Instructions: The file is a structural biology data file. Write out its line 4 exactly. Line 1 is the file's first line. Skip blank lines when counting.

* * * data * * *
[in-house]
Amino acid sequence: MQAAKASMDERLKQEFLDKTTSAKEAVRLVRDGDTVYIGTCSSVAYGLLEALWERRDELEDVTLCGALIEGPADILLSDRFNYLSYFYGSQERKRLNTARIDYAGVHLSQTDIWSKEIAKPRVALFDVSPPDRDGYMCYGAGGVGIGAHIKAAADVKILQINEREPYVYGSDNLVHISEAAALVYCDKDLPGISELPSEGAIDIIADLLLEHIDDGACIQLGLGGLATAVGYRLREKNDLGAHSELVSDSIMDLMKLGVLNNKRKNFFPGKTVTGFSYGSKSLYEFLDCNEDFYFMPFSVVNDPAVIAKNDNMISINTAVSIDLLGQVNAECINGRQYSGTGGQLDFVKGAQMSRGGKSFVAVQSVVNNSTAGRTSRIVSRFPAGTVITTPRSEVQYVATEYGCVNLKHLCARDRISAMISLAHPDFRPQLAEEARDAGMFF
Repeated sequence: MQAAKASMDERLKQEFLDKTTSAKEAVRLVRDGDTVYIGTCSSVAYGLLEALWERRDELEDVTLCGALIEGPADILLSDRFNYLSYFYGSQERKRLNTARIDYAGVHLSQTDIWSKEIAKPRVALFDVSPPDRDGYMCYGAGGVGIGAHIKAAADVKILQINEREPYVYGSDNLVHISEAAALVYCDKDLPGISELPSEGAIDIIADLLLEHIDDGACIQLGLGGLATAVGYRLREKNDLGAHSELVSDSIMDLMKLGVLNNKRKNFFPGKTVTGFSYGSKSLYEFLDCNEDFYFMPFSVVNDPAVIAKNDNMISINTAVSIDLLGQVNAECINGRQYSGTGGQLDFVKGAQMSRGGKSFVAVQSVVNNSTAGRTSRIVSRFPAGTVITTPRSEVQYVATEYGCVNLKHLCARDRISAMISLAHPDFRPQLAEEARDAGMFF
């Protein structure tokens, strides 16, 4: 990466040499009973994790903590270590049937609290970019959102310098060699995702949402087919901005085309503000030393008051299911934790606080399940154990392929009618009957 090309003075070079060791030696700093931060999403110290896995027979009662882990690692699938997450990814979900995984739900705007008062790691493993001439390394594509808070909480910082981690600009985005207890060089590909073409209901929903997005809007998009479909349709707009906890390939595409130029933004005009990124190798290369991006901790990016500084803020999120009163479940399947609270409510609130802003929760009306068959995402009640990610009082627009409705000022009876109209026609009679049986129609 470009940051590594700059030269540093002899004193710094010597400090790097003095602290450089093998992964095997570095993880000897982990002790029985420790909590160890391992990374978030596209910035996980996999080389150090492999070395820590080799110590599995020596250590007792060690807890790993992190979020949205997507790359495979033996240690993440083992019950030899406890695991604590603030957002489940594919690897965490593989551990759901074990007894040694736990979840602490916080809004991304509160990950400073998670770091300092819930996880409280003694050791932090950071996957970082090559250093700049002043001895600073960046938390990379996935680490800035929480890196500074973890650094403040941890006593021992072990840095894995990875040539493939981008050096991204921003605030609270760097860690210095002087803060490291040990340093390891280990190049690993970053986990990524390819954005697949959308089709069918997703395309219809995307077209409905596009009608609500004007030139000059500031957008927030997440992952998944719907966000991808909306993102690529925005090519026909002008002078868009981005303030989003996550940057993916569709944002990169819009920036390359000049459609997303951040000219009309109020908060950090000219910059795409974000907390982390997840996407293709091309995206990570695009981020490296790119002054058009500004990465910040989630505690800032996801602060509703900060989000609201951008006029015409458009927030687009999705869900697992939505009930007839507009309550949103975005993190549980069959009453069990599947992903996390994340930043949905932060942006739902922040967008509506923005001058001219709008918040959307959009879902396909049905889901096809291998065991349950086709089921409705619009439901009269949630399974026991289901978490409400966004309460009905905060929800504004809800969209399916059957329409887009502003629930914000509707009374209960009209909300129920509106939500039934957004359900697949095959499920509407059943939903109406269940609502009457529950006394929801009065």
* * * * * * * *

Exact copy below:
């Protein structure tokens, strides 16, 4: 990466040499009973994790903590270590049937609290970019959102310098060699995702949402087919901005085309503000030393008051299911934790606080399940154990392929009618009957 090309003075070079060791030696700093931060999403110290896995027979009662882990690692699938997450990814979900995984739900705007008062790691493993001439390394594509808070909480910082981690600009985005207890060089590909073409209901929903997005809007998009479909349709707009906890390939595409130029933004005009990124190798290369991006901790990016500084803020999120009163479940399947609270409510609130802003929760009306068959995402009640990610009082627009409705000022009876109209026609009679049986129609 470009940051590594700059030269540093002899004193710094010597400090790097003095602290450089093998992964095997570095993880000897982990002790029985420790909590160890391992990374978030596209910035996980996999080389150090492999070395820590080799110590599995020596250590007792060690807890790993992190979020949205997507790359495979033996240690993440083992019950030899406890695991604590603030957002489940594919690897965490593989551990759901074990007894040694736990979840602490916080809004991304509160990950400073998670770091300092819930996880409280003694050791932090950071996957970082090559250093700049002043001895600073960046938390990379996935680490800035929480890196500074973890650094403040941890006593021992072990840095894995990875040539493939981008050096991204921003605030609270760097860690210095002087803060490291040990340093390891280990190049690993970053986990990524390819954005697949959308089709069918997703395309219809995307077209409905596009009608609500004007030139000059500031957008927030997440992952998944719907966000991808909306993102690529925005090519026909002008002078868009981005303030989003996550940057993916569709944002990169819009920036390359000049459609997303951040000219009309109020908060950090000219910059795409974000907390982390997840996407293709091309995206990570695009981020490296790119002054058009500004990465910040989630505690800032996801602060509703900060989000609201951008006029015409458009927030687009999705869900697992939505009930007839507009309550949103975005993190549980069959009453069990599947992903996390994340930043949905932060942006739902922040967008509506923005001058001219709008918040959307959009879902396909049905889901096809291998065991349950086709089921409705619009439901009269949630399974026991289901978490409400966004309460009905905060929800504004809800969209399916059957329409887009502003629930914000509707009374209960009209909300129920509106939500039934957004359900697949095959499920509407059943939903109406269940609502009457529950006394929801009065």